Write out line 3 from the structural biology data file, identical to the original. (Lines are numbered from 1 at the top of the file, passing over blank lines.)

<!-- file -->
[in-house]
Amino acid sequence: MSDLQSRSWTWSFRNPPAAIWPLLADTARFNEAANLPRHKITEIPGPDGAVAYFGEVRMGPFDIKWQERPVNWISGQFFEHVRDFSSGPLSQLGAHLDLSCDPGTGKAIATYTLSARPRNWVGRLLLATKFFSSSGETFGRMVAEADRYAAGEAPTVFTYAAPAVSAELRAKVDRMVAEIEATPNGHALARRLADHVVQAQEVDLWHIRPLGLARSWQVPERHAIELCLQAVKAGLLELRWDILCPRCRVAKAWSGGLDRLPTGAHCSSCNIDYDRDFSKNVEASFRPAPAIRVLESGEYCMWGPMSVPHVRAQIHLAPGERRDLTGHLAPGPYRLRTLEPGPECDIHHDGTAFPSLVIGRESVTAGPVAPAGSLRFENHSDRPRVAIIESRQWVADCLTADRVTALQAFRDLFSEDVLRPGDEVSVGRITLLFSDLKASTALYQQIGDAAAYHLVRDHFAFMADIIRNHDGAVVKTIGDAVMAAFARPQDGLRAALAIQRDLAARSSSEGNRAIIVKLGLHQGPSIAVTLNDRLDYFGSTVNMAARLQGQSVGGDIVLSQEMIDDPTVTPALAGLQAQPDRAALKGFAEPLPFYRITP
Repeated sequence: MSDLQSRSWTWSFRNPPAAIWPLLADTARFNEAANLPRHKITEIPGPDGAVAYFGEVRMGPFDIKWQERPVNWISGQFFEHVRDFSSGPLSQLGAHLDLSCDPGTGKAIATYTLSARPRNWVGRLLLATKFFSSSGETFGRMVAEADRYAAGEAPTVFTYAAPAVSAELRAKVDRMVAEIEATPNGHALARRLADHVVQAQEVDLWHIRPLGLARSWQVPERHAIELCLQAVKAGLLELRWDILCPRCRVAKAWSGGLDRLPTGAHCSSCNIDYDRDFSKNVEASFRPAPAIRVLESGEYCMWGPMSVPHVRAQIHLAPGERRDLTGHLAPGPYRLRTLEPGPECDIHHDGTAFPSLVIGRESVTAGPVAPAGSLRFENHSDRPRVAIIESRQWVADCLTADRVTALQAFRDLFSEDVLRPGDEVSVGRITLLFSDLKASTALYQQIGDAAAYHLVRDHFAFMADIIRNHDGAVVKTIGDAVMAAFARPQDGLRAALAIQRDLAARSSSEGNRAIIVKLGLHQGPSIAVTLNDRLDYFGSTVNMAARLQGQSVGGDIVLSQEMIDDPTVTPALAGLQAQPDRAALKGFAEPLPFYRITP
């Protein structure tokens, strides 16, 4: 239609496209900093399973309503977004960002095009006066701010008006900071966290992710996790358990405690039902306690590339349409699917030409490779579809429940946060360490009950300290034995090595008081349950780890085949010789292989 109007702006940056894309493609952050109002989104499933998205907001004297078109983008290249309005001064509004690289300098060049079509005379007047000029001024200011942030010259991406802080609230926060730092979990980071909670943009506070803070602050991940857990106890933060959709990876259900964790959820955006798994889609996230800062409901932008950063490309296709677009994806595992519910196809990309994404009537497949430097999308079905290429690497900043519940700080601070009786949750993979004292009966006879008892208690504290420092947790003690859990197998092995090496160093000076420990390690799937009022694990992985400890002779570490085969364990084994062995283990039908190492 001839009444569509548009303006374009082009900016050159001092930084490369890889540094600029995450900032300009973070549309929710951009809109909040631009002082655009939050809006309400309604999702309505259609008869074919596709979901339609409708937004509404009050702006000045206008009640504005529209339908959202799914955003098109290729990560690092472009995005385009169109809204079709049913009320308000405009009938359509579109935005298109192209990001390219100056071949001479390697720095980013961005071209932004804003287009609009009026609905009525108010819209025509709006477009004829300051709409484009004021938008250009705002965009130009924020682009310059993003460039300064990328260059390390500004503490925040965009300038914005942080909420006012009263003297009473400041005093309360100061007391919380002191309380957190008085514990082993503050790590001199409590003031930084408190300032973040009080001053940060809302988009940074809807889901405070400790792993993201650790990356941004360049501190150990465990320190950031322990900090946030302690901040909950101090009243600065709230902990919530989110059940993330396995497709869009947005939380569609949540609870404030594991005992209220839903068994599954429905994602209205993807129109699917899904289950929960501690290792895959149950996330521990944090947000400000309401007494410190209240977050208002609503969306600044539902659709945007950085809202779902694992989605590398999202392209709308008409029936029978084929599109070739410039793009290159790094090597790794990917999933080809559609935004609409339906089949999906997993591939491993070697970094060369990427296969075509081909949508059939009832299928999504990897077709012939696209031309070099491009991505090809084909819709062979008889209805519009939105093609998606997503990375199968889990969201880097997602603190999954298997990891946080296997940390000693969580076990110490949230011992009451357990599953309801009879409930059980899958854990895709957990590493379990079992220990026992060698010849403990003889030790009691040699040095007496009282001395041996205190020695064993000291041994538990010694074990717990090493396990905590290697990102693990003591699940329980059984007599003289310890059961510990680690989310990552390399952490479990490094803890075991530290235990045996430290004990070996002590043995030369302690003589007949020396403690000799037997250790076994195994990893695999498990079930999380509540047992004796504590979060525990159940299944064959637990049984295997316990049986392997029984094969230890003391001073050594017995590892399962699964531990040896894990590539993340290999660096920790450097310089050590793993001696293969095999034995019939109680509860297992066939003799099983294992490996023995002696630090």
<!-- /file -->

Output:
Repeated sequence: MSDLQSRSWTWSFRNPPAAIWPLLADTARFNEAANLPRHKITEIPGPDGAVAYFGEVRMGPFDIKWQERPVNWISGQFFEHVRDFSSGPLSQLGAHLDLSCDPGTGKAIATYTLSARPRNWVGRLLLATKFFSSSGETFGRMVAEADRYAAGEAPTVFTYAAPAVSAELRAKVDRMVAEIEATPNGHALARRLADHVVQAQEVDLWHIRPLGLARSWQVPERHAIELCLQAVKAGLLELRWDILCPRCRVAKAWSGGLDRLPTGAHCSSCNIDYDRDFSKNVEASFRPAPAIRVLESGEYCMWGPMSVPHVRAQIHLAPGERRDLTGHLAPGPYRLRTLEPGPECDIHHDGTAFPSLVIGRESVTAGPVAPAGSLRFENHSDRPRVAIIESRQWVADCLTADRVTALQAFRDLFSEDVLRPGDEVSVGRITLLFSDLKASTALYQQIGDAAAYHLVRDHFAFMADIIRNHDGAVVKTIGDAVMAAFARPQDGLRAALAIQRDLAARSSSEGNRAIIVKLGLHQGPSIAVTLNDRLDYFGSTVNMAARLQGQSVGGDIVLSQEMIDDPTVTPALAGLQAQPDRAALKGFAEPLPFYRITP